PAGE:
#TabooTuesday: Everything You NTK About Cervical Cancer
Women’s health is something we care about deeply at Pink Parcel. From PMS to sore nipples to cancer, there’s nothing we won’t talk about, which is why we’re teaming up with The Eve Appeal this September in support of Gynaecological Cancer Awareness Month.
Each week, we’ll be helping the UK’s only gynaecological cancer charity to spread the key signs and symptoms of the five gynae cancers and talk as much as we can about how you can safeguard yourself against them – read again the NTKs of ovarian cancer, and then get the lowdown on today’s topic, cervical cancer.
What is cervical cancer?
Cervical cancer develops in the cervix (also known as the neck of the womb) – the bit that connects your vagina to your womb.
Although it’s rare for cervical cancer to affect women younger than 25 years old, it can still develop in women of all ages. Generally, this type of cancer is most common in women aged between 30-45.
What are the symptoms?
Vaginal bleeding in between periods and after sex is up there at the top of the symptoms list for cervical cancer – The Eve Appeal advises you to get any abnormal bleeding checked out by your doctor asap.
Pain and discomfort during sex and an unpleasant smelling vaginal discharge can also be symptoms of cervical cancer, but sometimes the signs of this cancer aren’t always obvious or might not appear at all until it has reached an advanced stage.
If you’re over 25, you’re probably being regularly reminded about a smear test, but it *really* is important that you attend all of your screening appointments. In this country we’re lucky to have a successful cervical screening programme that is estimated to save over 4,000 lives each year.
How does it develop?
Cervical cancer is mostly caused by something called “HPV” – the human papilloma virus – which is a group of viruses, rather than a single virus, of which there are more than 100 different types.
HPV is passed on through skin-to-skin sexual contact. Most women have HPV at some stage during their life, and it usually disappears all by itself without the need for any treatment. However, when it doesn’t there is a risk that abnormal cells can develop, which is what a smear test looks for. Although it’s rare, these abnormalities can become cancerous over time if left untreated.
How common is it?
So, although the HPV infection is very common, cervical cancer is relatively uncommon. The Eve Appeal say this suggests only a very small proportion of women are vulnerable to the effects of an HPV infection and other additional risk factors appear to affect a woman’s chance of developing cervical cancer. These include smoking, taking the oral contraceptive pill for longer that five years and having children (the more children you have, the greater your risk).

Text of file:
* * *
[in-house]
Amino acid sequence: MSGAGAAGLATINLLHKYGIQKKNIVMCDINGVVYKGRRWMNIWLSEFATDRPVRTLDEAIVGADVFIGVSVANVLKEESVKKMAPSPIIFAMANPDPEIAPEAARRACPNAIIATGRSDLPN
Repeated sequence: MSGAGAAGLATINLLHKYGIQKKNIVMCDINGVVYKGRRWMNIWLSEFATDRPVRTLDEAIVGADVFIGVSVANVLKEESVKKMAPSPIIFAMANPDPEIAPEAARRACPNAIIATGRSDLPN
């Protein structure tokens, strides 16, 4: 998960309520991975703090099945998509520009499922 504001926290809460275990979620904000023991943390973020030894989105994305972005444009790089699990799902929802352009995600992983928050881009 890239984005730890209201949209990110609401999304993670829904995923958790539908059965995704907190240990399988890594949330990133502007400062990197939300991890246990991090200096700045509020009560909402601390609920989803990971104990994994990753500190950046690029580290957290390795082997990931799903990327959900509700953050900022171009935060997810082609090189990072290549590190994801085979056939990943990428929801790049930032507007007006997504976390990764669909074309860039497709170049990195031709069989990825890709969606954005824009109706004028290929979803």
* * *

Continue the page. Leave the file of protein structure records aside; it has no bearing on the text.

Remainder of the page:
How is it diagnosed?
If the results of your smear test show abnormalities in the cells of your cervix, or if you have unexplained bleeding or your GP notices a growth on your cervix, you’ll be referred to see a gynaecologist. There’s no need to panic though if this happens – abnormalities don’t necessarily mean you have cervical cancer.
A colposcopy is an examination to look for abnormalities in your cervix. A small microscope with a light source at the end is used to examine at your cervix, and possibly remove a small tissue sample so that it can be checked under a microscope for cancerous cells.
How is it treated?
If your results show that there are changes in your cells but you don’t have cervical cancer, the cells will be removed. If cervical cancer is diagnosed at an early stage, a complete cure is possible and treatment will depend entirely on how far the cancer has spread. The main types of surgery for cervical cancer include; radical trachelectomy – where the womb is left in place, hysterectomy or pelvic exenteration in advanced stages of the cancer. Radiotherapy is also an alternative to surgery with the advantage of avoiding an operation when the cancer is close to the bladder or colon.
Why is talking about cancer so important?
Recent research by The Eve Appeal revealed that cancer of the womb, ovary and cervix all appear in the list of the twenty most diagnosed cancers in England yet despite this, only one in five women have talked about the signs and symptoms of gynaecological cancer with friends or family. Use the #gynaemonth hashtag to raise awareness and spread the word on gynae health.
For more information about The Eve Appeal or cervical cancer please visit eveappeal.org.uk
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